As it stands right now, the Mariners have four of the five spots in the pitching rotation locked up. It goes like this: Felix Hernandez, Hisashi Iwakuma, James Paxton, Taijuan Walker and a player to be named later. Unfortunately, the Mariners probably won't switch to a four man rotation to give us King Felix even more often, so the question of who will be the fifth starter remains.
Most likely, that fifth starter will be someone the Mariners pick up in a trade. Or perhaps they re-sign a resurgent Chris Young. Either way, the Mariners rotation is in a very good position to start spring training rather stable. It is one less thing on a laundry list of things to pay attention to early in the season.
There was a bit of chatter in the midseason about converting Tom Wilhelmsen into a starter and tossing him in at the end of the rotation. After losing the closing gig in, Wilhelmsen seemed to find his place and passion in baseball again last year. He became the one of the first guys to go to to eat up innings, pitching two innings or more in relief 16 times last season. He even logged a couple of starts. Just because he did all of that well doesn't make him a candidate for starting next season.
I was going to look for a bit of data amongst old relievers turned starters to try and find if there was any storyline within. Realistically, the sample size is too small and too varied to make any sort of definitive statement about the matter. For every Chris Sale, there is Daniel Bard. For every C.J. Wilson, there is Neftali Feliz. Jonah Keri took a look at the issue at hand in an article on Grantland back in 2012, and came away with the same mixed bag of data.
In Keri's article, it starts to get more to the point that converting a reliever into a starter isn't something you can take a hard look at numbers on and come away with a blueprint of who it works on and who it doesn't. Rangers pitching coach Mike Maddux spoke with Keri on the matter, and as the coach for a team that tries the conversion more often than most, holds a bit of weight on the matter.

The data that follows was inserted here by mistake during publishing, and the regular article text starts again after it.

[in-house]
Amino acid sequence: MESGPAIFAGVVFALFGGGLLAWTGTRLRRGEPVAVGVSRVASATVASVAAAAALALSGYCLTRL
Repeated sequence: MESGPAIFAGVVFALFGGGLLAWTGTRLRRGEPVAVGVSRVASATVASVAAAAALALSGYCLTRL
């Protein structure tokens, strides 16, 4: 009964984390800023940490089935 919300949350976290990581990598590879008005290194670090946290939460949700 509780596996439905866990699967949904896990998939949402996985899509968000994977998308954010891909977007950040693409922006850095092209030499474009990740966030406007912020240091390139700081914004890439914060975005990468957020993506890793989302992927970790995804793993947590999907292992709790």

"You have to develop your mind and body so you sustain the intensity you had as a reliever, so you can do it for nine innings," Maddux said. "Instead of it being a save situation, it's a winning situation - you have to shut ‘em down in the first ... and again in the second, third, and so on. If you try to pace yourself, I don't know if that's going to work out. Just go as hard as you can until you run out of bullets."
Wilhelmsen seemed to have that mind set. He spoke with Bob Dutton of the News Tribune prior to his start on Sept. 25 against the Toronto Blue Jays. Wilhelmsen said he would take his bullpen approach to the mound for the start.
"I don't know anything different. Try to get strike one. I mean, it's clearly different, but I'm not expected to go seven innings. I'm going to do what I did the last start. I felt fine after it."
For what it is worth, he finished the day with a line that more resembled a bullpen appearance, going 1.1 innings, giving up two hits and walking two more batters before getting pulled. Of course, one short, spot appearance doesn't mean much in the grand scheme of things.
2012 is a solid primer for how random the results are for converting relievers to starters. At the end of 2011, Sale, Feliz, Bard and Aroldis Chapman were all set to make the jump to the big guy on the mound. Sale successfully did, Feliz got injured, Bard fell apart and Chapman never did. Four different pitchers ended up with four different results. In Chapman's case, he was one of the top closers, and his value resided more in his ability to dominate the end of the game then carry the Reds at the beginning.
Back in the day, Nate Silver determined that the typical starting pitcher will have an ERA approximately 25 percent higher than the typical reliever. For Wilhelmsen, going off his career numbers, theoretically as a starting pitcher he would have an ERA of 3.64. Last year, that number would have placed him just a shade above Chris Young.
The Mariners aren't desperate for pitching. Theoretically, Wilhelmsen could turn into a solid starter. Even more theoretically, he could do nothing with the role. The Mariners aren't looking for a diamond in the rough to become the No. 2 guy behind Felix. The Mariners are looking for a No. 5 starter, and as the success of Young can attest to, it isn't hard to find serviceable No. 5 starters in the league without having to take much risk.
Wilhelmsen found value with the team against last year as an important piece of an important bullpen. For the time being, he'll most likely stay where he is most valuable.